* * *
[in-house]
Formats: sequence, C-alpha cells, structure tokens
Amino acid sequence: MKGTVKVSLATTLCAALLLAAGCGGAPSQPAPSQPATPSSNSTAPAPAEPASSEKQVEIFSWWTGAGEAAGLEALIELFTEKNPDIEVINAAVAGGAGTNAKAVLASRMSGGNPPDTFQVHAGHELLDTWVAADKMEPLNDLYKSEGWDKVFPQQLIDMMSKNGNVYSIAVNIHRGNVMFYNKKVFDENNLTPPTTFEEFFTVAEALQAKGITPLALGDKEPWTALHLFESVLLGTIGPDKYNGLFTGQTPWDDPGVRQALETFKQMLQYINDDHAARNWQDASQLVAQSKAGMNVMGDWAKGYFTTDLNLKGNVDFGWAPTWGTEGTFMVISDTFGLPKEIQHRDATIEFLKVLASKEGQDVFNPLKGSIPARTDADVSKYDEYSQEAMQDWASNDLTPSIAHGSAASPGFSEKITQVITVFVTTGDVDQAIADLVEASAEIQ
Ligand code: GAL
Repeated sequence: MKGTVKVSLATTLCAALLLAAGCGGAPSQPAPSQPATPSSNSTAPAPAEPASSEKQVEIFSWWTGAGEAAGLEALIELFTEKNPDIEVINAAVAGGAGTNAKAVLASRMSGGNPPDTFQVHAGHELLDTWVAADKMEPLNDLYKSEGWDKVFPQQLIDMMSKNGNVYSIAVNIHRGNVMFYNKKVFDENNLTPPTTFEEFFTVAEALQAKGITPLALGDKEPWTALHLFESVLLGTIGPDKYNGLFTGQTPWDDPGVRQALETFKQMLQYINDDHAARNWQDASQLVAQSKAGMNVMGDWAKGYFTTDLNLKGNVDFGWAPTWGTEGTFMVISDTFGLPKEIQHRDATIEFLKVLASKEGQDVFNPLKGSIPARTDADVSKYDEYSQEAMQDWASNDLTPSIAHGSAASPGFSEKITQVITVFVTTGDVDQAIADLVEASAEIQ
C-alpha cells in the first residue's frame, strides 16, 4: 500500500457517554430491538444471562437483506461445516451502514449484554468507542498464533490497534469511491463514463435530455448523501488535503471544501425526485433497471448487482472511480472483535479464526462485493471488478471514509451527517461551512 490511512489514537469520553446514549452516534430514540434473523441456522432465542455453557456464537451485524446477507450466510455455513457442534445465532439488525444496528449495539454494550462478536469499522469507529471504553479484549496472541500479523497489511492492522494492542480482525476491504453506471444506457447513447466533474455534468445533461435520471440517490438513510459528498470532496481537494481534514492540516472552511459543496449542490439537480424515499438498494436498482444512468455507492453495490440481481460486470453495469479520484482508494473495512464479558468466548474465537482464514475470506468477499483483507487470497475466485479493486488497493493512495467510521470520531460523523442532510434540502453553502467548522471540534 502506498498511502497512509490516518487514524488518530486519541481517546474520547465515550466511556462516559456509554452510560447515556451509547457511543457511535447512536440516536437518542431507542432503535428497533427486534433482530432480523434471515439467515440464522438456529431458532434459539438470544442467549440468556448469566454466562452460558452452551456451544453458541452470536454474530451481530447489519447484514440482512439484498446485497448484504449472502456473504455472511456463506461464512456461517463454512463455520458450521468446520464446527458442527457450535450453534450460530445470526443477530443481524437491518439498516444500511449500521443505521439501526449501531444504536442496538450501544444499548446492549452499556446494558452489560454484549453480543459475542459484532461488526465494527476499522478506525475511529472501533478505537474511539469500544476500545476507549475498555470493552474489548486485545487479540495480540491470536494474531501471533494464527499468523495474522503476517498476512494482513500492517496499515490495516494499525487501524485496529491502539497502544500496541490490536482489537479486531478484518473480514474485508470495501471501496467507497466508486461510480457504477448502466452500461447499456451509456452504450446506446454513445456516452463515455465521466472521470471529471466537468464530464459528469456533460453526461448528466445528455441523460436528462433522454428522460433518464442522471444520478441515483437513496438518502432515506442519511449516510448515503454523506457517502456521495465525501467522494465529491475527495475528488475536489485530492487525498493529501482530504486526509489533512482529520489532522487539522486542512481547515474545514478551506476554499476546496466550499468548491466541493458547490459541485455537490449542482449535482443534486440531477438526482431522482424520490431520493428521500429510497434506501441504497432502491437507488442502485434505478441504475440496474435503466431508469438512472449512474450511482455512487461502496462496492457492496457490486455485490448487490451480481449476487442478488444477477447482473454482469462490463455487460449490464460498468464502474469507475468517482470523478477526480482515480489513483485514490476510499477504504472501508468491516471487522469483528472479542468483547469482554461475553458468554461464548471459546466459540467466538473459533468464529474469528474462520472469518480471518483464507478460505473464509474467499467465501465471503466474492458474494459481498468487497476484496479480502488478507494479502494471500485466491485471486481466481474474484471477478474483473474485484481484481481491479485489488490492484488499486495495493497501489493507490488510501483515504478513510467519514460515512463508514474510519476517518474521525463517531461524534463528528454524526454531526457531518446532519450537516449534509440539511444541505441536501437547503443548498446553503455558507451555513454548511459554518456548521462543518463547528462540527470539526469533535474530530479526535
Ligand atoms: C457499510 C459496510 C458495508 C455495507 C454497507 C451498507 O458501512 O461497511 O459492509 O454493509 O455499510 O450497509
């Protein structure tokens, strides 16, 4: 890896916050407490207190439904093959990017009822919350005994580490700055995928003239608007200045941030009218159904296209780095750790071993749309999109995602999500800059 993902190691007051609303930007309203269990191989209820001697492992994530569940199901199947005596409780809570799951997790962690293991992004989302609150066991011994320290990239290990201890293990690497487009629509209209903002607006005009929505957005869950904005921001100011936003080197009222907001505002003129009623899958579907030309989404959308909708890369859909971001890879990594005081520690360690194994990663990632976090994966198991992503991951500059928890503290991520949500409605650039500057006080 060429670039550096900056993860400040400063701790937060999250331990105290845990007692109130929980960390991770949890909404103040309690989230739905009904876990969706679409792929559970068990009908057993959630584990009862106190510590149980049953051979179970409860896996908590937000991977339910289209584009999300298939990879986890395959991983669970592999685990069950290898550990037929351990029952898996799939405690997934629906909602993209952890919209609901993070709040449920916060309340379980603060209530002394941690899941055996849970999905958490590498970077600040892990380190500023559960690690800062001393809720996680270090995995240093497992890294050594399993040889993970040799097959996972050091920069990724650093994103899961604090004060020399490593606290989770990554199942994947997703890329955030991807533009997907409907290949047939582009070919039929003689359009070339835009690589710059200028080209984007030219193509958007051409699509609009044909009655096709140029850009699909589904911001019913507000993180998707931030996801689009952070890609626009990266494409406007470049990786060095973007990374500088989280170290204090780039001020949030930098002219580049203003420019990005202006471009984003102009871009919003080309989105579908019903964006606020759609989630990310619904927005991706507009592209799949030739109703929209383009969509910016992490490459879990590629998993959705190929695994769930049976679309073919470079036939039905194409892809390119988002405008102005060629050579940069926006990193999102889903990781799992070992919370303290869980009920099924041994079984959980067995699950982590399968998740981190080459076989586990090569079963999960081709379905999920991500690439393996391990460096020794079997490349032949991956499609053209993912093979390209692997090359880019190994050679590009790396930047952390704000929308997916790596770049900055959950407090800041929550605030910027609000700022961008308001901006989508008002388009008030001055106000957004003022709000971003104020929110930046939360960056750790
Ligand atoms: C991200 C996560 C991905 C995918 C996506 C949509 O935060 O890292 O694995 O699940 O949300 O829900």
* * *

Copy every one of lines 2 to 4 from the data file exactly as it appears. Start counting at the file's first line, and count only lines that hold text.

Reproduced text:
Formats: sequence, C-alpha cells, structure tokens
Amino acid sequence: MKGTVKVSLATTLCAALLLAAGCGGAPSQPAPSQPATPSSNSTAPAPAEPASSEKQVEIFSWWTGAGEAAGLEALIELFTEKNPDIEVINAAVAGGAGTNAKAVLASRMSGGNPPDTFQVHAGHELLDTWVAADKMEPLNDLYKSEGWDKVFPQQLIDMMSKNGNVYSIAVNIHRGNVMFYNKKVFDENNLTPPTTFEEFFTVAEALQAKGITPLALGDKEPWTALHLFESVLLGTIGPDKYNGLFTGQTPWDDPGVRQALETFKQMLQYINDDHAARNWQDASQLVAQSKAGMNVMGDWAKGYFTTDLNLKGNVDFGWAPTWGTEGTFMVISDTFGLPKEIQHRDATIEFLKVLASKEGQDVFNPLKGSIPARTDADVSKYDEYSQEAMQDWASNDLTPSIAHGSAASPGFSEKITQVITVFVTTGDVDQAIADLVEASAEIQ
Ligand code: GAL